How to sidestep sequestration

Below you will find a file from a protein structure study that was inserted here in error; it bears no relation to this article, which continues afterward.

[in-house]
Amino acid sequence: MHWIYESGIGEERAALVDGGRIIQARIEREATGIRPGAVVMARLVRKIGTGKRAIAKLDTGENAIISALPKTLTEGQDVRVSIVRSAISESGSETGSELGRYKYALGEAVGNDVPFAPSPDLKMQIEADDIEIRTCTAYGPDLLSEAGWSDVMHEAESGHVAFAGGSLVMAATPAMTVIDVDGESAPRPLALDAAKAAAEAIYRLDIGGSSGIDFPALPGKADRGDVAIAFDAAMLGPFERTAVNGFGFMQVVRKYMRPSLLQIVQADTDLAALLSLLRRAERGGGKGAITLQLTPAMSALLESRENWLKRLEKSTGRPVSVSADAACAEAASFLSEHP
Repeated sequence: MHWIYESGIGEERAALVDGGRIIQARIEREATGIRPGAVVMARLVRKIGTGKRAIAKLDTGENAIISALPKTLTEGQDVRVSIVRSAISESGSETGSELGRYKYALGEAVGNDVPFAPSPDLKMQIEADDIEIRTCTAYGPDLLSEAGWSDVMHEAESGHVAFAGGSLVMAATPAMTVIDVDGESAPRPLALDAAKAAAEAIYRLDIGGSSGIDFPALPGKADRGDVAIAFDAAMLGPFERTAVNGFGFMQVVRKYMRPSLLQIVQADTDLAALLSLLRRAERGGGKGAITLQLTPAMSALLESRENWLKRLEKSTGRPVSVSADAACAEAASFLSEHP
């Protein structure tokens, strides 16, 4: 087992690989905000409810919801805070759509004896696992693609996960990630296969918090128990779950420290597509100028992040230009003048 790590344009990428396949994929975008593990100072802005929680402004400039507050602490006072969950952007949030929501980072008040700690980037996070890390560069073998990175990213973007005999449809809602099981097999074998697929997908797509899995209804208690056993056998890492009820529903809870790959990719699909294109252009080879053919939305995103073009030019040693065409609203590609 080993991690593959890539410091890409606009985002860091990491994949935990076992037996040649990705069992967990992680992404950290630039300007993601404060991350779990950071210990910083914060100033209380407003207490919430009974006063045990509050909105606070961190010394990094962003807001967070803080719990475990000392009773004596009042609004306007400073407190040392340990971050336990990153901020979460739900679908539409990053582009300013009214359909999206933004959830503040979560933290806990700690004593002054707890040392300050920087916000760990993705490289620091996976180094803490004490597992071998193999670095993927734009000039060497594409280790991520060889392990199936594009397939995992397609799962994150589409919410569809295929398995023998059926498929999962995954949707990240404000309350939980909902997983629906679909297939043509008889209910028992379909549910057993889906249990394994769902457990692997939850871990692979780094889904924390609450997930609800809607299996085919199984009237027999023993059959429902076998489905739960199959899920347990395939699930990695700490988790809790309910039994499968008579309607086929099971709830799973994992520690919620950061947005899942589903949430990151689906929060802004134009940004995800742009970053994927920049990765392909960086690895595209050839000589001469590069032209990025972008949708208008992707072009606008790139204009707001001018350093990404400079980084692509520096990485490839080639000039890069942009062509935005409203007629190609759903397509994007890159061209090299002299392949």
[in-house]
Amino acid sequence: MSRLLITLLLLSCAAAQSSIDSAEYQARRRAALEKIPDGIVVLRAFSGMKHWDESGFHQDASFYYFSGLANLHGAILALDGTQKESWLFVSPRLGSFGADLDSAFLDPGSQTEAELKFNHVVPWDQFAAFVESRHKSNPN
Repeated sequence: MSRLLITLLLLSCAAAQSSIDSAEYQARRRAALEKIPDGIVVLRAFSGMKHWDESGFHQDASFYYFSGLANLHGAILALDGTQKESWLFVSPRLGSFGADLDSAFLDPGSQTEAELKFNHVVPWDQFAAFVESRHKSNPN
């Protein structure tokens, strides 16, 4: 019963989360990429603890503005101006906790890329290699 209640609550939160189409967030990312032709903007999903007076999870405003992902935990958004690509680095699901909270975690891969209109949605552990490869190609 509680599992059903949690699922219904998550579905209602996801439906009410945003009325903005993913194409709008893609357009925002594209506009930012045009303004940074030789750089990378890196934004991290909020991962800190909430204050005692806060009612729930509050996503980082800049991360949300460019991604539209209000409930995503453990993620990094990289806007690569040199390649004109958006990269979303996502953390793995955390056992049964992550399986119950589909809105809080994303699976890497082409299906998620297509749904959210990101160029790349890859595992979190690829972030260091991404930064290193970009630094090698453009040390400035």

first_imgThe March 1 deadline is approaching for Congress either to reach a budget agreement or force the government to begin cutting programs, in a process known as sequestration. Analysts increasingly fear that a compromise will not be reached to avoid automatic, across-the-board cuts affecting everything from Defense Department outlays to discretionary domestic spending.Budgeting expert Linda J. Bilmes, Daniel Patrick Moynihan Senior Lecturer in Public Policy at the Harvard Kennedy School, spoke with Gazette staff writer Colleen Walsh about the looming sequestration, and offered suggestions on how to fix the nation’s rudderless budget process. Her recent books include “The Three Trillion Dollar War: The True Cost of the Iraq Conflict” (with Joseph E. Stiglitz, 2008) and “The People Factor: Strengthening America by Investing in Public Service” (with W. Scott Gould, Brookings, 2009).GAZETTE: Can you define sequestration?BILMES: Sequestration is a process of making automatic, across-the-board budget cuts. The currently scheduled sequester would cut about $85 billion out of federal discretionary programs, which means all programs, including defense, that receive appropriations on an annual basis. It does not include entitlement programs like Social Security.GAZETTE: How did we get here?BILMES: For some years now, we have been lurching from one budget crisis to the next, and this is simply the latest iteration.  The current sequester came about because after the July 2011 budget fiasco, in which the government almost shut down, Congress decided to set up a “supercommittee” of members who would try to come up with a series of budget and tax reforms that could receive bipartisan support.  The penalty for not coming up with this agreement was that there would be an automatic, across-the-board set of budget reductions known as sequestration. This was supposed to be such an unsatisfactory solution that it would incentivize the supercommittee to reach agreement. But unfortunately, the committee was not able to agree.  So the penalty, which is the sequestration, is back on the table.GAZETTE: Can you explain what happened in January with the first sequester deadline?BILMES: There were two big threats that were potentially going to happen at the beginning of the year, leading to the phrase “fiscal cliff.” One was the expiration of the Bush tax cuts, and the second was the automatic sequestration. The fear was that if the tax cuts expired at the same time that [the] government cut spending by a large amount, this double whammy could push the country back into recession. Fortunately, the president was able to reach a compromise with Congress around the tax cuts. Taxes have increased for wealthier people, but tax cuts have been extended for middle-class taxpayers, except for the payroll tax, which has gone up for everyone. But the threat of recession is still there if the budget is cut as radically as the sequestration would propose.GAZETTE: What do you foresee happening on March 1?BILMES: I would be very surprised if the sequester went ahead without changes. It’s unlikely that Congress will take any action until the last minute, because it seldom does anything unless it is forced to. But in all likelihood, Congress will not allow such draconian cuts to take place, especially in the Defense Department. What will probably happen is that there will be some kind of compromise on the sequester, and they will kick the can down the road again to the next deadline, which is in May when the debt ceiling issue is coming up again. And then there will be another threatened calamity. But in the unlikely event that this sequester goes ahead, we will be reducing funding for many programs that should not be cut, but doing nothing to get at the waste and duplication and inefficiency and all the other things that give government a bad name.GAZETTE: Do you envision any movement, or any kind of real compromise with such a divisive government?BILMES: The overwhelming majority of Americans of both parties want compromise, according to the Pew and Gallup polls. But many of the congressional districts have been so gerrymandered that the districts are representing either extremely liberal or extremely conservative electorates, and this has made it very difficult to achieve a consensus.  Many of the newly elected members of Congress [whom] we teach here at the Kennedy School are more worried about challenges from within their party in the primaries than they are about facing the opposite party.  This political redistricting has created a pernicious problem. It is becoming more and more difficult to achieve consensus even on subjects like reducing the national debt or raising taxes on the wealthy, where you have a pretty high degree of consensus among the voters.GAZETTE: Why is the budget process so broken?BILMES: The budget process in this country has become completely dysfunctional.  It’s broken down, for several reasons. Partly because of the congressional polarization, partly because budget reform is not glamorous — it’s not a headline-grabber — it requires a lot of time and attention to detail to fix it, and partly because it has been easier to open the federal checkbook than to work out how to get better value for what we already spend.The public is exasperated, not only in the U.S., but around the world, with this crises-driven budget situation. My foreign students are astonished that we put up with it. When you read the budget theory by scholars such as Aaron Wildavsky, budgets are supposed to help with allocation of resources, setting priorities, planning, and management. The current budgeting system at the federal level doesn’t facilitate any of those things.What happens now is that Congress appropriates money through stopgap measures, the so-called continuing resolutions. So thousands of people across the government spend all year preparing very detailed estimates on what it’s going to cost to run their programs, and Congress effectively ignores all of that and just Scotch tapes together something from last year. Congress has enacted more than 75 of these continuing resolutions over the past decade.At the same time, a lot of money is spent through the so-called emergency appropriations, which are supposed to pay for actual unforeseen emergencies like hurricanes. But Congress has appropriated trillions of dollars for Iraq and Afghanistan through this emergency-appropriation mechanism. The problem with this is that the emergency money, which is designed to get out the door very quickly for something like a hurricane, is subject to far less scrutiny than a regular budget bill. And it circumvents all the budget caps.The combination of the lack of budget discipline in Congress, the fact that it has been relying on the continuing resolutions and the emergency appropriations, and the fact that it has been so easy to go to the debt markets and borrow, means that the budget process is no longer functioning as it is supposed to. The sequester is simply the latest manifestation of this problem, which I think can only be solved by a fundamental overhaul of the budget system, which hasn’t been reformed in a major way since 1974.GAZETTE: What can be done to fix it?BILMES: There are a number of reforms that would be helpful, but here are three key areas that we should consider:The quickest and easiest way to improve this is to create an annual budget less often.  One way is to move to biennial budgeting. The annual process wastes a lot of time and effort, and it increases the cost of government services. Federal agencies don’t have the leverage of negotiating long-term deals, and then they rush to spend money in the last weeks of the year, usually on lower-quality items. Most government programs — National Parks or weather forecasting or food inspections or whatever — need continuity to function effectively.The annual budget charade undermines employee morale because so many federal workers spend so much time on a process that doesn’t work. (I write about this in my book “The People Factor: Strengthening America by Investing in Public Service.”) And to make this reform work, we need to restrict the use of continuing resolutions to very unusual circumstances, and the use of emergency money should be limited to actual emergencies.The second area of reform is to upgrade the actual framework for budgeting and accounting, which means our ability to look at where the money is spent. Right now, the federal budget is simply a massive list of salaries and expenses. It’s not the kind of budget where you can see how much money gets spent on different activities.  All of the indirect layers of costs are embedded in the budget, and they are buried in thousands of line items of details. When I was trying to understand the costs of the Iraq and Afghanistan wars for my book “The Three Trillion Dollar War: The True Cost of the Iraq Conflict,” I found that it was extremely difficult to unravel and figure out where money is spent, because it is not set up in a transparent way.The private sector as well as a number of U.S. local governments use what’s called “activity-based” costing.  This is a method that transposes budget expenditures so it becomes possible to see, for example, all the direct and indirect costs associated with promoting small businesses across the entire government. But because we lackthis kind of visibility on the federal budget, or the right tools, we are considering untargeted, across-the-board cuts that don’t distinguish between the fat and the bone. The sequester is the opposite of what we should be doing.  We should be analyzing where the money is spent so that we can prioritize and cut lower-priority overheads and inefficient spending.Third, the congressional budget process needs to be reformed. It’s difficult to get visibility on spending because in the current system the authorizing committees control mandatory spending, such as entitlement programs, by setting the formula for receiving these benefits. The appropriations committees control the so-called discretionary spending. There are dozens of subcommittees and sub-subcommittees fighting over turf and jurisdiction. Congress spends money both through appropriating directly but also by providing tax deductions. There is no coherent system for viewing all these expenditures together as a whole. Instead, the committees fight over what are essentially arbitrary allocations of the total pie, and even then Congress can circumvent these allocations.GAZETTE: Can President Obama do anything to fundamentally change the budgeting process?BILMES: Traditionally, the impetus for budget process reforms has emanated from the Congress or from the Congressional Budget Office, the GAO [Government Accounting Office], and think tanks. I think the president would be supportive of anything that restores budget sanity. But you need to have support from the whole establishment that works in the budget process, that’s frustrated by it, and that really understands it, to get momentum for budget reforms. The best thing the president could do is to set up a bipartisan commission to look at reforming the budget process.GAZETTE: What do you consider the most important first step?BILMES: It’s important that the federal government take a first step that can succeed, and that has bipartisan support. A good one would be to improve how we do capital budgeting, which is long-term budgeting for infrastructure and capital equipment.  This would help the government do a better job of planning for short-term and long-term expenditures.  State and local governments already do this pretty well, with strong systems in place to plan ahead, prioritize, and consider how they are going to finance these projects. That alone means that there is a pool of talented civil servants in the states and municipalities who could help the federal government do a better job with capital budgets. The federal government does very poorly with this.A number of my former students, who are now working in the federal government, are enthusiastic about the prospects for capital budgeting and even activity-based budgeting. I get emails practically every week from former students who are working somewhere in government, saying that they are trying to do these things. A new generation of public servants coming out of the Kennedy School has been trained in some of these techniques and is already making a big difference in state and local government budgets around the country. So the next step is for them to [hold] more senior positions in the federal government so they can begin improving the budget system at the national level.last_img read more